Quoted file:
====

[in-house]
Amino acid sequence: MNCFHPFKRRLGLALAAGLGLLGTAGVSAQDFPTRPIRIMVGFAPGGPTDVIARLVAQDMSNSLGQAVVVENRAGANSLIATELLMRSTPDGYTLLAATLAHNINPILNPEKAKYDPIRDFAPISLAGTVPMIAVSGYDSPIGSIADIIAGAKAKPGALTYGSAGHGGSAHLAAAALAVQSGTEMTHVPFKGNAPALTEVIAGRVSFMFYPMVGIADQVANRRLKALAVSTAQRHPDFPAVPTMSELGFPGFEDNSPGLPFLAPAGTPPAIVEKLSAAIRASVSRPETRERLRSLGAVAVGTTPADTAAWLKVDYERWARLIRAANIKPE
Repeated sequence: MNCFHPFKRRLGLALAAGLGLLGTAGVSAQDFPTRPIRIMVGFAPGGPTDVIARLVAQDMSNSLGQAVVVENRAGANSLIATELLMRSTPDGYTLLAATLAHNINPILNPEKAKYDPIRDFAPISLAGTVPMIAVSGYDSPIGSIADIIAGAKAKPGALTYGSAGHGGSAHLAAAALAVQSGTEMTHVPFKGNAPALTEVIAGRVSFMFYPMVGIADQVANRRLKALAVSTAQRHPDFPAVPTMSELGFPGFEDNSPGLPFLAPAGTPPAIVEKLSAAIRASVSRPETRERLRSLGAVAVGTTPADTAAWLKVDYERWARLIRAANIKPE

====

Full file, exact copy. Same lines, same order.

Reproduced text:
[in-house]
Amino acid sequence: MNCFHPFKRRLGLALAAGLGLLGTAGVSAQDFPTRPIRIMVGFAPGGPTDVIARLVAQDMSNSLGQAVVVENRAGANSLIATELLMRSTPDGYTLLAATLAHNINPILNPEKAKYDPIRDFAPISLAGTVPMIAVSGYDSPIGSIADIIAGAKAKPGALTYGSAGHGGSAHLAAAALAVQSGTEMTHVPFKGNAPALTEVIAGRVSFMFYPMVGIADQVANRRLKALAVSTAQRHPDFPAVPTMSELGFPGFEDNSPGLPFLAPAGTPPAIVEKLSAAIRASVSRPETRERLRSLGAVAVGTTPADTAAWLKVDYERWARLIRAANIKPE
Repeated sequence: MNCFHPFKRRLGLALAAGLGLLGTAGVSAQDFPTRPIRIMVGFAPGGPTDVIARLVAQDMSNSLGQAVVVENRAGANSLIATELLMRSTPDGYTLLAATLAHNINPILNPEKAKYDPIRDFAPISLAGTVPMIAVSGYDSPIGSIADIIAGAKAKPGALTYGSAGHGGSAHLAAAALAVQSGTEMTHVPFKGNAPALTEVIAGRVSFMFYPMVGIADQVANRRLKALAVSTAQRHPDFPAVPTMSELGFPGFEDNSPGLPFLAPAGTPPAIVEKLSAAIRASVSRPETRERLRSLGAVAVGTTPADTAAWLKVDYERWARLIRAANIKPE